The United States Court of Appeals for the Eleventh Circuit here vacated the motion for summary judgment granted to the defendant by the United States District Court for the Northern District of Georgia, and remanded the claim to the district court. While the Court of Appeals did not rule on the merits of the plaintiff's employment discrimination claim, this decision highlights the importance of surviving a defendant's motion for summary judgment. This is especially crucial in HIV-related employment discrimination cases where, in the absence of hiring policies regarding persons living with HIV, the parties should have the opportunity to present evidence supporting or challenging claims of HIV-related discrimination.
In 2008, the plaintiff, Richard Roe, filed suit against the defendant, the City of Atlanta, in district court alleging violation of the American with Disabilities Act (ADA) and the federal Rehabilitation Act after he was told during a pre-employment medical examination that his HIV-positive status disqualified him from being a police officer with the Atlanta Police Department. The district court granted summary judgment in favor of the defendant on two grounds: Mr. Roe failed to prove that he is not a direct threat due to his HIV status, and Mr. Roe failed to prove that he is a qualified individual irrespective of whether he is a direct threat.
On appeal, the Eleventh Circuit reversed the decision on two grounds. First, the court of appeals found that the district court did not give adequate evidentiary consideration to the City of Atlanta's admission that HIV was not a disqualifying condition for police officer applicants. The court found that this admission "lulled Roe into believing that he need not adduce evidence to distinguish his HIV status as non-serious," and that Roe should be given the opportunity to present such evidence.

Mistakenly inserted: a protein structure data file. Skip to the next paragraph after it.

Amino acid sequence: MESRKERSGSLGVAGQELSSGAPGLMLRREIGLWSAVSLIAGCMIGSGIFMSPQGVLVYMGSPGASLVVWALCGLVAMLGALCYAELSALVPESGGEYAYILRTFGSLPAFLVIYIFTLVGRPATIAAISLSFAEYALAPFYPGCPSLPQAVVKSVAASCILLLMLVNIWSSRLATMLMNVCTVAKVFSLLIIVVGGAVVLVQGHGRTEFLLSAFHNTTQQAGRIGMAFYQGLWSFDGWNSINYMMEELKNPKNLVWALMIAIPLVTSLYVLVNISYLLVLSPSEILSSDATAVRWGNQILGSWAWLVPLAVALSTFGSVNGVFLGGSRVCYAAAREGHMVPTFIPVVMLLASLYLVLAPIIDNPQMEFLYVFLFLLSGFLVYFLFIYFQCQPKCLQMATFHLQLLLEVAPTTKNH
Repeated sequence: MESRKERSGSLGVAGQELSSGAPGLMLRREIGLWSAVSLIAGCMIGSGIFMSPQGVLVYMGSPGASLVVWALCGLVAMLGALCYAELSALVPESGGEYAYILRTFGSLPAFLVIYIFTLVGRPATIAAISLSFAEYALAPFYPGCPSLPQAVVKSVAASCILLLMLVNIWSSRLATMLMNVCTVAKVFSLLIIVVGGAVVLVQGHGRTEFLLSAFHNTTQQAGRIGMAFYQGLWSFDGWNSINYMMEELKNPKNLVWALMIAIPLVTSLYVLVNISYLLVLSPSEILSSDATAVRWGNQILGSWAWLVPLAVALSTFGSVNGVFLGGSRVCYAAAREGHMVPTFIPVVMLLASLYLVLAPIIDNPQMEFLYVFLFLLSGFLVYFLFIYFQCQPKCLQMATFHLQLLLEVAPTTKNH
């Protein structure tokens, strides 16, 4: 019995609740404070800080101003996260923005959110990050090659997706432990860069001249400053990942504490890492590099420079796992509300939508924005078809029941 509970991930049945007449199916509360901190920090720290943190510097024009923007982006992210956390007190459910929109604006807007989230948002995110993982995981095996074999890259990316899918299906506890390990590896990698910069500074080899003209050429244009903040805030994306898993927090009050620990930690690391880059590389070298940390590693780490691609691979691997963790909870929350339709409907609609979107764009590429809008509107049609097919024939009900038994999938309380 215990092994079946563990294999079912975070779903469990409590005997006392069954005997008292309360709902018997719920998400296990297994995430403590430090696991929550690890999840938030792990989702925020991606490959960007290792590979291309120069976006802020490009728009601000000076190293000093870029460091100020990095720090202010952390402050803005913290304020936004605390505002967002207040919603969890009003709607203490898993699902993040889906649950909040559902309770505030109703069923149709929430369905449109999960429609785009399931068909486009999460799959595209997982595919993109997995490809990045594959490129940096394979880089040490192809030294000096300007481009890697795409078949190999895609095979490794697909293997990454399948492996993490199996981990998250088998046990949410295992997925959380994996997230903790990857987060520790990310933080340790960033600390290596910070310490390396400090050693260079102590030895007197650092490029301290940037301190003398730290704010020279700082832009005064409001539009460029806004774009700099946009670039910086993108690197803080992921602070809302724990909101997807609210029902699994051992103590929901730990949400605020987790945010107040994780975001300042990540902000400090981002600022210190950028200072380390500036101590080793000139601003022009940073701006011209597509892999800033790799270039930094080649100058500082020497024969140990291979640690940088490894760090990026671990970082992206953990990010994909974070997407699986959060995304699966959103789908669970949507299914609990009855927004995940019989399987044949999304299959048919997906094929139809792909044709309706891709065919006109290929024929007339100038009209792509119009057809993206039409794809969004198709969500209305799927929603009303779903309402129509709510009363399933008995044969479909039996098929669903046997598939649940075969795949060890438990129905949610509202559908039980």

Second, the court of appeals found that the district court, in ruling that Mr. Roe failed to prove whether he was qualified for employment, brought up a new issue that had not yet been raised. Neither Mr. Roe nor the City of Atlanta had discussed Mr. Roe's qualifications beyond the question of whether Mr. Roe's HIV status was a direct threat to the health and safety of others. The court of appeals conceded that a district court may raise new issues in deciding a motion for summary judgment; however, it must provide notice to both parties. The district court failed to do so here.